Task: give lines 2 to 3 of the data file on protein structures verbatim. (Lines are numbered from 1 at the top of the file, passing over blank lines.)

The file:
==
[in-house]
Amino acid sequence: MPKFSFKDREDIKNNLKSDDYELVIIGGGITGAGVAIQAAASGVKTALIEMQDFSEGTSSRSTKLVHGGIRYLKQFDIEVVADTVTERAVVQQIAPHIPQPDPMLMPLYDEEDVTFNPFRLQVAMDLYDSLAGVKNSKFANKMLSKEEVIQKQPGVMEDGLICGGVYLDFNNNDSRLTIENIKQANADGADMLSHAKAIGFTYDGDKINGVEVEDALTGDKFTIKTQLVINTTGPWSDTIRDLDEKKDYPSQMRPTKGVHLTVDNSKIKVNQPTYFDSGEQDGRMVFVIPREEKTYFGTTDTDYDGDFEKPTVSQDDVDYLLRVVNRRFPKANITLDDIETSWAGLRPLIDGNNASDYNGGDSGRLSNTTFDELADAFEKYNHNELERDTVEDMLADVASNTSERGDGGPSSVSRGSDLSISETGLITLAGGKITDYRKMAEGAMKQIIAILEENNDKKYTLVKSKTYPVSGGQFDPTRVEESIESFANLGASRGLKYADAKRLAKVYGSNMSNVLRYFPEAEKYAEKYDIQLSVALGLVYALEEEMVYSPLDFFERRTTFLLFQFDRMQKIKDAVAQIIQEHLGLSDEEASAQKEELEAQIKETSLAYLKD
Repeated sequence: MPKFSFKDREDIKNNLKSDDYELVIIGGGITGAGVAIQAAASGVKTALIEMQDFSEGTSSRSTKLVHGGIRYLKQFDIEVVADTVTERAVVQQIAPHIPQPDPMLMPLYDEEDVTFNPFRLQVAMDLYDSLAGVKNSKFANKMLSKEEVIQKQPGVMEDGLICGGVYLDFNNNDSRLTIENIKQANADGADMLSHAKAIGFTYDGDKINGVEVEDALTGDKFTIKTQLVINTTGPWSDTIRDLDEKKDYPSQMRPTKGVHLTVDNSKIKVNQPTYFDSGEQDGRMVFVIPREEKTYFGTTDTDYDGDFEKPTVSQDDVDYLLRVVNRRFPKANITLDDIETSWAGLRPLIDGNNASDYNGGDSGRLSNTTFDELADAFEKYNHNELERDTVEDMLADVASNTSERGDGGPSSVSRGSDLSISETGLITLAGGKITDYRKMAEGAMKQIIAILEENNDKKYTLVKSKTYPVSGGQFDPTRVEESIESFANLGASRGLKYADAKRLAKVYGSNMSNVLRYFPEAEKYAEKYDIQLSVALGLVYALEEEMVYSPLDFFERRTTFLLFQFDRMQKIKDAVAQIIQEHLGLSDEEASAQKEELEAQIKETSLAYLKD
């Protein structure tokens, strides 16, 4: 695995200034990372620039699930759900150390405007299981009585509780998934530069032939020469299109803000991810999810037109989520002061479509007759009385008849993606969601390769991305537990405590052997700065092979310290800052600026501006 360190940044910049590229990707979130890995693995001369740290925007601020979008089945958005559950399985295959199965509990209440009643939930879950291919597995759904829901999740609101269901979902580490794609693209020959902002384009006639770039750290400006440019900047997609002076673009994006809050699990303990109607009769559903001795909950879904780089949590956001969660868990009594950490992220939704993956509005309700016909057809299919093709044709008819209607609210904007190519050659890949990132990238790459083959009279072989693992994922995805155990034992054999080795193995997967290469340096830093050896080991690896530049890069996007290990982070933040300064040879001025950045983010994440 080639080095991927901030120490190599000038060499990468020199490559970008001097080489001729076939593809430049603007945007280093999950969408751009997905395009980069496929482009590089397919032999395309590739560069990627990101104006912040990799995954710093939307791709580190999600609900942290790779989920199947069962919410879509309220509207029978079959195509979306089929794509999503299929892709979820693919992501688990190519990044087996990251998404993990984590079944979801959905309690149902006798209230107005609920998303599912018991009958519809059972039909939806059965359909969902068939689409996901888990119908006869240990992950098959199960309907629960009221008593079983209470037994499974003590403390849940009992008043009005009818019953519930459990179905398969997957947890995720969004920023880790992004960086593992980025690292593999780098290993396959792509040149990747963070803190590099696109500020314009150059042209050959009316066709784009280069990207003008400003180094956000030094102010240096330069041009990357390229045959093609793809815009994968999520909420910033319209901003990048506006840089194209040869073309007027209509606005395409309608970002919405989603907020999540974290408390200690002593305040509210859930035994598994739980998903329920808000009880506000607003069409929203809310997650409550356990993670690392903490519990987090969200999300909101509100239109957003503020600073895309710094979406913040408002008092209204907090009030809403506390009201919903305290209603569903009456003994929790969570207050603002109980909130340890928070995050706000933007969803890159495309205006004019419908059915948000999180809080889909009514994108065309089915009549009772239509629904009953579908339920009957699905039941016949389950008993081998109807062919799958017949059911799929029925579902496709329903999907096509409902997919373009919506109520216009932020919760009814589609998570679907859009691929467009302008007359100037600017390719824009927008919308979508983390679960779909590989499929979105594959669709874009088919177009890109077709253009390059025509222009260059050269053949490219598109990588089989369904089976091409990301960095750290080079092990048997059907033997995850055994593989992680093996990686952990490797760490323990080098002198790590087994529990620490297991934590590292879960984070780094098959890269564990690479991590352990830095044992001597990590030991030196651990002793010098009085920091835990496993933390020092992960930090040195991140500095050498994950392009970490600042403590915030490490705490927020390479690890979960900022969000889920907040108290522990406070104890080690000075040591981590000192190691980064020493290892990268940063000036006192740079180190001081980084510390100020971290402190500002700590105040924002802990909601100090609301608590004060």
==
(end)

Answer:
Amino acid sequence: MPKFSFKDREDIKNNLKSDDYELVIIGGGITGAGVAIQAAASGVKTALIEMQDFSEGTSSRSTKLVHGGIRYLKQFDIEVVADTVTERAVVQQIAPHIPQPDPMLMPLYDEEDVTFNPFRLQVAMDLYDSLAGVKNSKFANKMLSKEEVIQKQPGVMEDGLICGGVYLDFNNNDSRLTIENIKQANADGADMLSHAKAIGFTYDGDKINGVEVEDALTGDKFTIKTQLVINTTGPWSDTIRDLDEKKDYPSQMRPTKGVHLTVDNSKIKVNQPTYFDSGEQDGRMVFVIPREEKTYFGTTDTDYDGDFEKPTVSQDDVDYLLRVVNRRFPKANITLDDIETSWAGLRPLIDGNNASDYNGGDSGRLSNTTFDELADAFEKYNHNELERDTVEDMLADVASNTSERGDGGPSSVSRGSDLSISETGLITLAGGKITDYRKMAEGAMKQIIAILEENNDKKYTLVKSKTYPVSGGQFDPTRVEESIESFANLGASRGLKYADAKRLAKVYGSNMSNVLRYFPEAEKYAEKYDIQLSVALGLVYALEEEMVYSPLDFFERRTTFLLFQFDRMQKIKDAVAQIIQEHLGLSDEEASAQKEELEAQIKETSLAYLKD
Repeated sequence: MPKFSFKDREDIKNNLKSDDYELVIIGGGITGAGVAIQAAASGVKTALIEMQDFSEGTSSRSTKLVHGGIRYLKQFDIEVVADTVTERAVVQQIAPHIPQPDPMLMPLYDEEDVTFNPFRLQVAMDLYDSLAGVKNSKFANKMLSKEEVIQKQPGVMEDGLICGGVYLDFNNNDSRLTIENIKQANADGADMLSHAKAIGFTYDGDKINGVEVEDALTGDKFTIKTQLVINTTGPWSDTIRDLDEKKDYPSQMRPTKGVHLTVDNSKIKVNQPTYFDSGEQDGRMVFVIPREEKTYFGTTDTDYDGDFEKPTVSQDDVDYLLRVVNRRFPKANITLDDIETSWAGLRPLIDGNNASDYNGGDSGRLSNTTFDELADAFEKYNHNELERDTVEDMLADVASNTSERGDGGPSSVSRGSDLSISETGLITLAGGKITDYRKMAEGAMKQIIAILEENNDKKYTLVKSKTYPVSGGQFDPTRVEESIESFANLGASRGLKYADAKRLAKVYGSNMSNVLRYFPEAEKYAEKYDIQLSVALGLVYALEEEMVYSPLDFFERRTTFLLFQFDRMQKIKDAVAQIIQEHLGLSDEEASAQKEELEAQIKETSLAYLKD